List Principles, Goals, and Constraints
Designing architectures is a tough and complicated job, and the solution space is virtually endless. To help you focus and limit the solution space, you can use three tools:
Stakeholders don't just sit there with their concerns and agendasthey can also introduce constraints related to: business (time constraints); technology (the company standard is to use WebSphere, for instance); or architecture. For example, on one of my recent projects, the customer required that the solution incorporate a parallel processing engine (grid) and that a single engine would be used in all subsystems that required parallel processing.
It's important to remember the constraints when you model solutions. I usually document each constraint, explaining what it is, its rationale, which stakeholder introduced it, and the scope of its effect.
Goals are similar to constraints in that stakeholders originate them. The difference is that while constraints are demands, goals are more on the "nice to have" side and tend to be more amorphous; for instance, you want the architecture to be open and based on standards.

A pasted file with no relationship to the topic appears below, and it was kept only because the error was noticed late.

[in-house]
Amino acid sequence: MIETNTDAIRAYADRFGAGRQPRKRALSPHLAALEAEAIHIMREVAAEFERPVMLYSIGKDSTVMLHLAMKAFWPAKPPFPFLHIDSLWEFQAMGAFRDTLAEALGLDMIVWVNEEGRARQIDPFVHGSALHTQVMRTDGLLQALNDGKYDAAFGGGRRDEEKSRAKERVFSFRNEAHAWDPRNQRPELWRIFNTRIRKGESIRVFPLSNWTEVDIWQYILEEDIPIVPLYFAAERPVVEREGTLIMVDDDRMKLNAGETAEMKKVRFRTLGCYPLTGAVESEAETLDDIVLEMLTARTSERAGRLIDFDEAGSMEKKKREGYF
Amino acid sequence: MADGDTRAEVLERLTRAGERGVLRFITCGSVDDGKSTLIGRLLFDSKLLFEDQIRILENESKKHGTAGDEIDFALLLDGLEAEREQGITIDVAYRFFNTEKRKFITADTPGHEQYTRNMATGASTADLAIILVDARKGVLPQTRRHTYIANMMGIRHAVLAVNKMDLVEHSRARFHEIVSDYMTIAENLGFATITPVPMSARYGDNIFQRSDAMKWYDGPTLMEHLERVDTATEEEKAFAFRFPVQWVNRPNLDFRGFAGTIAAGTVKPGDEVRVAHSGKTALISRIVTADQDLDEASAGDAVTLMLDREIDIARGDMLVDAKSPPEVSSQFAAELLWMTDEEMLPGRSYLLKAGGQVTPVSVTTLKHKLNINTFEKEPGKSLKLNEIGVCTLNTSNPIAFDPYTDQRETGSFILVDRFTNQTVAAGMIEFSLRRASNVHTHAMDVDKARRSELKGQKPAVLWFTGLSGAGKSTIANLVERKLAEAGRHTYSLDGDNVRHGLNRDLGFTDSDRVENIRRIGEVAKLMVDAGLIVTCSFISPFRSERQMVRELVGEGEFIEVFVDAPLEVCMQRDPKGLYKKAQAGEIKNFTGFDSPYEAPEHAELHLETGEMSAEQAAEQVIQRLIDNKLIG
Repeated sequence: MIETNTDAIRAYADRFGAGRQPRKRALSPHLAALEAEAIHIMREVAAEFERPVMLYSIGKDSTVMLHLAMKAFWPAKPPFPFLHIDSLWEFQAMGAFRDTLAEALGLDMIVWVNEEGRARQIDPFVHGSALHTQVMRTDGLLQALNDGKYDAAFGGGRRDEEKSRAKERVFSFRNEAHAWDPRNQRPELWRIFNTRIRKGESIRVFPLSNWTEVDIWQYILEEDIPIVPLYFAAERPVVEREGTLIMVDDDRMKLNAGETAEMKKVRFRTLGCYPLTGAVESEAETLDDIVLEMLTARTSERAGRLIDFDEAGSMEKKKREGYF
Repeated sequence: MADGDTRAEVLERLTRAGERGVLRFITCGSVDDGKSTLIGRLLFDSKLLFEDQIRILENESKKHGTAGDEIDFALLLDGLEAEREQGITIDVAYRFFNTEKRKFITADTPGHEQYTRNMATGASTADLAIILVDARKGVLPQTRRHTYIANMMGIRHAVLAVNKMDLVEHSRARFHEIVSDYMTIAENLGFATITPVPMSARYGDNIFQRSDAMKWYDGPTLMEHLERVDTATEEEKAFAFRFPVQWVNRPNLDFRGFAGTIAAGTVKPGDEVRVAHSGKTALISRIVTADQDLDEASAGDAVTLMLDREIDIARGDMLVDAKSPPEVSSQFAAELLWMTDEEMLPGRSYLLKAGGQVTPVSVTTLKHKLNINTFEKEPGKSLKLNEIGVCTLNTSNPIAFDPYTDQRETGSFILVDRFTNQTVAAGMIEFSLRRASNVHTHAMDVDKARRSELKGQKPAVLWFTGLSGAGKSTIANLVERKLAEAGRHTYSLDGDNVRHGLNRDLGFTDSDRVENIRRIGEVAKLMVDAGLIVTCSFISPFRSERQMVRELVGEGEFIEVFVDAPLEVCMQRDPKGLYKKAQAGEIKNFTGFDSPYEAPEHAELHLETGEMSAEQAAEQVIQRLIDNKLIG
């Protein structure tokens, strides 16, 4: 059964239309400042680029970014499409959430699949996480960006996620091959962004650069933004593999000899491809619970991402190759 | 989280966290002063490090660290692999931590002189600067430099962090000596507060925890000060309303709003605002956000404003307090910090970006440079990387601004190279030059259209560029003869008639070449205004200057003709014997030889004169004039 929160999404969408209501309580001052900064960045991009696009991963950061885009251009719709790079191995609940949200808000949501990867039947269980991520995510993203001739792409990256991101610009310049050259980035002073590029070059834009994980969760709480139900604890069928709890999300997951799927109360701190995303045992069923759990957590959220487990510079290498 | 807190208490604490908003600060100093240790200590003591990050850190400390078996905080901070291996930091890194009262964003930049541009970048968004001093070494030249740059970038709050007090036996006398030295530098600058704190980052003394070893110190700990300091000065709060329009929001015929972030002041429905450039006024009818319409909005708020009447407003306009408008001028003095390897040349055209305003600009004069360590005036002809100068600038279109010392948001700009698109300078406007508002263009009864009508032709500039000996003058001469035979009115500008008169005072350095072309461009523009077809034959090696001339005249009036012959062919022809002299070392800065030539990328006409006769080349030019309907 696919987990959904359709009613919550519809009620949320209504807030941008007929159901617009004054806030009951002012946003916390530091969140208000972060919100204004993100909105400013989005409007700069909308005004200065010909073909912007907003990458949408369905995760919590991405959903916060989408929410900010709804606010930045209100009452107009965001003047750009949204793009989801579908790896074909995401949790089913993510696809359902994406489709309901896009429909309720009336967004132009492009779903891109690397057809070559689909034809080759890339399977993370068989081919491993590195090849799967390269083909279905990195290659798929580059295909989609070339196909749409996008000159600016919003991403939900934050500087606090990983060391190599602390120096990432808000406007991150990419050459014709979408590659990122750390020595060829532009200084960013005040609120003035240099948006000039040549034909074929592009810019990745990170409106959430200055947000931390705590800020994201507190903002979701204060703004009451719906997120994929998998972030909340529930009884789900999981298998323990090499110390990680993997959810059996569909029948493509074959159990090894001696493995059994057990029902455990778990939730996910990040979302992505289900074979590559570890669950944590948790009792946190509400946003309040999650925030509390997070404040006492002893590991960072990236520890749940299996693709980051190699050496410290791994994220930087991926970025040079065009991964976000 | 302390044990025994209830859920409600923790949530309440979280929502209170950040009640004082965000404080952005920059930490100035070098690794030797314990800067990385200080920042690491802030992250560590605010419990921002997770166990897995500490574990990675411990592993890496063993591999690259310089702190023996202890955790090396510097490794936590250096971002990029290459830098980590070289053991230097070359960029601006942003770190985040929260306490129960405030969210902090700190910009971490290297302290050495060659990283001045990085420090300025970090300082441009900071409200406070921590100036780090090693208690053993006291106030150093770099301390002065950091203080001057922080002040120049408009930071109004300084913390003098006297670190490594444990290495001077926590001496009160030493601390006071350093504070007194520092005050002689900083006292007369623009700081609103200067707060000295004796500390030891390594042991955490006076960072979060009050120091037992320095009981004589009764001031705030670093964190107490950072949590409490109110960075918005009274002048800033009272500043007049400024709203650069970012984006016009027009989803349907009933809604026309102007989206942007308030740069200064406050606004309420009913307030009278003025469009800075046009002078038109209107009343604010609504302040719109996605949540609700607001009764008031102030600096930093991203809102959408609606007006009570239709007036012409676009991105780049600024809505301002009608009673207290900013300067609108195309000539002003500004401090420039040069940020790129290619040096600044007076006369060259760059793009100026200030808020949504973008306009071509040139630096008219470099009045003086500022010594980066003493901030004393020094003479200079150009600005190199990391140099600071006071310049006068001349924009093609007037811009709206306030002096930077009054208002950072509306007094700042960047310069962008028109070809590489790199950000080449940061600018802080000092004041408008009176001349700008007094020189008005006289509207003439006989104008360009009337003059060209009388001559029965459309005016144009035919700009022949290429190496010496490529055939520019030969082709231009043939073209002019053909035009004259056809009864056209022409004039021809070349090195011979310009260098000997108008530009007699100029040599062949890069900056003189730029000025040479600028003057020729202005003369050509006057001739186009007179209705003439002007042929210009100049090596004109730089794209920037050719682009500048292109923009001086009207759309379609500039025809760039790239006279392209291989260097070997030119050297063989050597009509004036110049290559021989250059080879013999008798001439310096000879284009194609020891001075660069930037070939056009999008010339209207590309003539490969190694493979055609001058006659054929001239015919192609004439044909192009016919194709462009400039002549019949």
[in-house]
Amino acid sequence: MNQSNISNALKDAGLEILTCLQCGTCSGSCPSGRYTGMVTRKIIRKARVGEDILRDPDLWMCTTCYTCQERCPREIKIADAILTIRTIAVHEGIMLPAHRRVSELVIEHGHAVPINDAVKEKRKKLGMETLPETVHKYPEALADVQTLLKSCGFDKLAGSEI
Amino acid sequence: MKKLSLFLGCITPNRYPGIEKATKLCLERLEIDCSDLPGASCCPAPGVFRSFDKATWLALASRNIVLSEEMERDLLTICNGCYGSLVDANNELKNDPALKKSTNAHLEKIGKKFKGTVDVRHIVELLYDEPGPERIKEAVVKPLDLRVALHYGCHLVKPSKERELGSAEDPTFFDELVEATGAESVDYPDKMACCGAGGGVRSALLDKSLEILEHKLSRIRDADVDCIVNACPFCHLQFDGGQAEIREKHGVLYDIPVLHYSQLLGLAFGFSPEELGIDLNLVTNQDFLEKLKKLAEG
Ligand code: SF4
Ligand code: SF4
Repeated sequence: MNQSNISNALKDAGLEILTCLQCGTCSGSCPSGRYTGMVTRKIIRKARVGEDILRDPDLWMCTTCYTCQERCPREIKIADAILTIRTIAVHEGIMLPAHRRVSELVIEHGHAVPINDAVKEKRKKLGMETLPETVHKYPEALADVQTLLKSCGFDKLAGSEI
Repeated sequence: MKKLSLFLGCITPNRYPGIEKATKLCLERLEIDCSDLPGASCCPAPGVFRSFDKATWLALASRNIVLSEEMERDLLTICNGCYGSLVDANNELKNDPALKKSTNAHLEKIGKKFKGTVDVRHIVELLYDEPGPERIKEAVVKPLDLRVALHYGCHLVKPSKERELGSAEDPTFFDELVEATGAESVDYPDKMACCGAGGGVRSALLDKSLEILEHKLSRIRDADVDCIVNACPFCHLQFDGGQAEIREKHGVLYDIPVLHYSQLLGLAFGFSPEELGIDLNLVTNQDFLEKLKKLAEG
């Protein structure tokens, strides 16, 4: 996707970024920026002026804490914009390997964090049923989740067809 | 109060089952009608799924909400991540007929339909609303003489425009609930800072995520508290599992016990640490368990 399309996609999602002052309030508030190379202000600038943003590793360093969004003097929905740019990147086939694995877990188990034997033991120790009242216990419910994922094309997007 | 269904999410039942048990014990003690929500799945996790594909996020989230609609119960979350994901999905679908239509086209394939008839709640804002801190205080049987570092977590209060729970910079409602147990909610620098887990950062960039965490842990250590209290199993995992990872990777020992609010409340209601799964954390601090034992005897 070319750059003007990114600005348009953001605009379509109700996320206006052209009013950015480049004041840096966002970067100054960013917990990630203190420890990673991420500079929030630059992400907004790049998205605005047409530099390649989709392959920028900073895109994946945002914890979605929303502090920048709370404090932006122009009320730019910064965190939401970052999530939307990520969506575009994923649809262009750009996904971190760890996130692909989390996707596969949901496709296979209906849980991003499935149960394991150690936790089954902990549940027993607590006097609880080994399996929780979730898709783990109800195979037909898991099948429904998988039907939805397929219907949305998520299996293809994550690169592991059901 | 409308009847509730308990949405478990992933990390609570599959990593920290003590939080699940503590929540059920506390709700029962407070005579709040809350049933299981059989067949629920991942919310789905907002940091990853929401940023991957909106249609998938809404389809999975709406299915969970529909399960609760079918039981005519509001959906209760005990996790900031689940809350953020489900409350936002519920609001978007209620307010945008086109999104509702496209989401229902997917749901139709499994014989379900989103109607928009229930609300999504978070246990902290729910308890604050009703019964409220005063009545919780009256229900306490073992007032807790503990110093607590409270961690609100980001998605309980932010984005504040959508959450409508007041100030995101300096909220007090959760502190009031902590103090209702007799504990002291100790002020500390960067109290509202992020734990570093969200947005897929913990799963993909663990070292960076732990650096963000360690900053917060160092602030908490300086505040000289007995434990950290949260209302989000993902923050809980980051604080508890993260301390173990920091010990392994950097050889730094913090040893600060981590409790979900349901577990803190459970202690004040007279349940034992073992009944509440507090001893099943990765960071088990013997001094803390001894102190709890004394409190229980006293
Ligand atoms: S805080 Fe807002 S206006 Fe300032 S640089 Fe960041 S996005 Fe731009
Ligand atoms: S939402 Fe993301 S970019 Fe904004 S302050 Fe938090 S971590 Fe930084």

Principles draw on our past experiences. Using principles from other similar projects can increase the chances you will be able to reuse assets from those projects. For example, a principle might be "we think that a federated database can work for this solution because it proved to be the best option in three other similar projects." You can document principles in a more formal manner by describing what they are, the rationale behind them, the benefits they bring, their liabilities and implications, the alternatives, and the scope of their effect. It is usually more worthwhile to manage principles in larger projects. Regardless of project size, and whether you carefully document principles or just spend some time thinking about them, you should be ready to forgo any of them if/when the actual requirements of the system at hand show they do not fit.